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In the early 1970s many Māori people reasserted their identity as Māori and an emphasis was put on the language as an integral part of Māori culture. Māori were increasingly recognising the danger that our language would be lost if nothing was done. New groups with a commitment to strengthening Māori culture and language emerged and in 1975, and every year since, Aotearoa has marked Te Wiki o te Reo Māori as a time for all New Zealanders to celebrate te Reo Māori and to use more in everyday life.

In recent years, te Reo has undergone a resurgence in popularity with more people learning to speak the language. The number of people enrolled in Māori language courses at polytechnics, universities and wānanga has grown from just over 16,000 in 2014 to nearly 25,000 in 2018. Beginner level 1 and 2 classes have nearly doubled in that time, from 7,134 to 12,835, with the majority of growth only occurring in the past three years.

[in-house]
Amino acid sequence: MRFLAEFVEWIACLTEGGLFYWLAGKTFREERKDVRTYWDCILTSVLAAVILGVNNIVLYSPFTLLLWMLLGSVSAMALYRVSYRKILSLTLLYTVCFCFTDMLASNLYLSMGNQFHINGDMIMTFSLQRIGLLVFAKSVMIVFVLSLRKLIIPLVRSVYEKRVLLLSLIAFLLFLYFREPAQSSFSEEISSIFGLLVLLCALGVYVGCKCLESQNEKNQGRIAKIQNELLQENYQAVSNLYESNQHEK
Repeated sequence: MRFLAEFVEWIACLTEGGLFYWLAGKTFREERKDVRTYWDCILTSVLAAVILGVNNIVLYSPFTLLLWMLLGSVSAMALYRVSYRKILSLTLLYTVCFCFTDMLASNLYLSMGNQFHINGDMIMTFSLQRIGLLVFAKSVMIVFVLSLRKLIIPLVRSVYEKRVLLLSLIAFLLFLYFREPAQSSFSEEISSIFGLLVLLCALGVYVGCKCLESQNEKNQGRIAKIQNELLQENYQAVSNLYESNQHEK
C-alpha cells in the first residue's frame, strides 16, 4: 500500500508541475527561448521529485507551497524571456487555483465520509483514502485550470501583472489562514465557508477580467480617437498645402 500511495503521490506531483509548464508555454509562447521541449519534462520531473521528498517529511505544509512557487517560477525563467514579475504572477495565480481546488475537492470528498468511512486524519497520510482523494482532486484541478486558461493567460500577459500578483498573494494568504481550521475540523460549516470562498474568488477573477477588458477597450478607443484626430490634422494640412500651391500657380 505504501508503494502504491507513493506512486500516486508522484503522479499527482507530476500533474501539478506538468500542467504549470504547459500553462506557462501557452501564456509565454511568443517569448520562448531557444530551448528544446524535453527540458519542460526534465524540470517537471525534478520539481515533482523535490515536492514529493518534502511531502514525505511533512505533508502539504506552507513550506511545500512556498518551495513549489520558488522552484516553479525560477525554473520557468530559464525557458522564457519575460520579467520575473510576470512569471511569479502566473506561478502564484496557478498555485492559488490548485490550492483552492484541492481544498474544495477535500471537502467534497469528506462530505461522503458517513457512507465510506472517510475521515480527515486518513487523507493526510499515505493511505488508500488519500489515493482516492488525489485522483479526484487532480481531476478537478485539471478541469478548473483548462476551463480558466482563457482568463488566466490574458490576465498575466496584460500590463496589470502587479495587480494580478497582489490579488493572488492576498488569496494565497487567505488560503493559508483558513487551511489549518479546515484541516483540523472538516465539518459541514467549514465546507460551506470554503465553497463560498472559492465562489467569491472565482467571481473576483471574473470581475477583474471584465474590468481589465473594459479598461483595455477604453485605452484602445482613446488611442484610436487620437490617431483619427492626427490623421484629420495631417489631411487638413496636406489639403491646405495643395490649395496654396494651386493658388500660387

But it’s not just at learning institutions where you learn te Reo. Over the years there have been more and more te Reo resources becoming available and making it easier to learn and understand, and most of them are free, so let’s take a look at some of the ways you can keep learning long after Te Wiki o te Reo Māori has finished.

How to get involved

We encourage all NRAIT owners to get involved this Māori Language Week, whether that’s through encouraging others to learn te Reo, sharing posters on social media or heading along to an event.

 'Kia Kaha Te Reo Māori' - 'Let's make the Māori language strong'